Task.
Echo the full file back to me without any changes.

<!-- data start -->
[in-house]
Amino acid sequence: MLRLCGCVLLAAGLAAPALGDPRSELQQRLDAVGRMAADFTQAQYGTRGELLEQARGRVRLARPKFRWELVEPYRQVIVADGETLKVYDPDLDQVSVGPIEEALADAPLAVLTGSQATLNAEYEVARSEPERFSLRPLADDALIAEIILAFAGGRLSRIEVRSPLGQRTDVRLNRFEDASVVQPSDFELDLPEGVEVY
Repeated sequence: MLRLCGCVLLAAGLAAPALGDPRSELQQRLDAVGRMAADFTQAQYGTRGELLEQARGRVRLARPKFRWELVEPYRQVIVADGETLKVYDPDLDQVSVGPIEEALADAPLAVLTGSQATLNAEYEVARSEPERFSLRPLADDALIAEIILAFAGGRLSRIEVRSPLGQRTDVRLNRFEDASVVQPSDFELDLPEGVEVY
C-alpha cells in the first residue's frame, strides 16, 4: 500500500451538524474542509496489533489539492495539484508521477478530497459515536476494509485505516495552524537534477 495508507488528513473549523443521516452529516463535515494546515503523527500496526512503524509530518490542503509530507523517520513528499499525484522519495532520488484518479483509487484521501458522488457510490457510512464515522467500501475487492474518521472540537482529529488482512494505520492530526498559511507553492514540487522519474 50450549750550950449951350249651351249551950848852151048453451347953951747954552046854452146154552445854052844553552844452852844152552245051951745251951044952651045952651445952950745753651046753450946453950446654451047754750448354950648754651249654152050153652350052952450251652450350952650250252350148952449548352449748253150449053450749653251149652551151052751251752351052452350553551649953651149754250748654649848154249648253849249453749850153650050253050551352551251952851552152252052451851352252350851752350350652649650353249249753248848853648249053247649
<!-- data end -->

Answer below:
[in-house]
Amino acid sequence: MLRLCGCVLLAAGLAAPALGDPRSELQQRLDAVGRMAADFTQAQYGTRGELLEQARGRVRLARPKFRWELVEPYRQVIVADGETLKVYDPDLDQVSVGPIEEALADAPLAVLTGSQATLNAEYEVARSEPERFSLRPLADDALIAEIILAFAGGRLSRIEVRSPLGQRTDVRLNRFEDASVVQPSDFELDLPEGVEVY
Repeated sequence: MLRLCGCVLLAAGLAAPALGDPRSELQQRLDAVGRMAADFTQAQYGTRGELLEQARGRVRLARPKFRWELVEPYRQVIVADGETLKVYDPDLDQVSVGPIEEALADAPLAVLTGSQATLNAEYEVARSEPERFSLRPLADDALIAEIILAFAGGRLSRIEVRSPLGQRTDVRLNRFEDASVVQPSDFELDLPEGVEVY
C-alpha cells in the first residue's frame, strides 16, 4: 500500500451538524474542509496489533489539492495539484508521477478530497459515536476494509485505516495552524537534477 495508507488528513473549523443521516452529516463535515494546515503523527500496526512503524509530518490542503509530507523517520513528499499525484522519495532520488484518479483509487484521501458522488457510490457510512464515522467500501475487492474518521472540537482529529488482512494505520492530526498559511507553492514540487522519474 50450549750550950449951350249651351249551950848852151048453451347953951747954552046854452146154552445854052844553552844452852844152552245051951745251951044952651045952651445952950745753651046753450946453950446654451047754750448354950648754651249654152050153652350052952450251652450350952650250252350148952449548352449748253150449053450749653251149652551151052751251752351052452350553551649953651149754250748654649848154249648253849249453749850153650050253050551352551251952851552152252052451851352252350851752350350652649650353249249753248848853648249053247649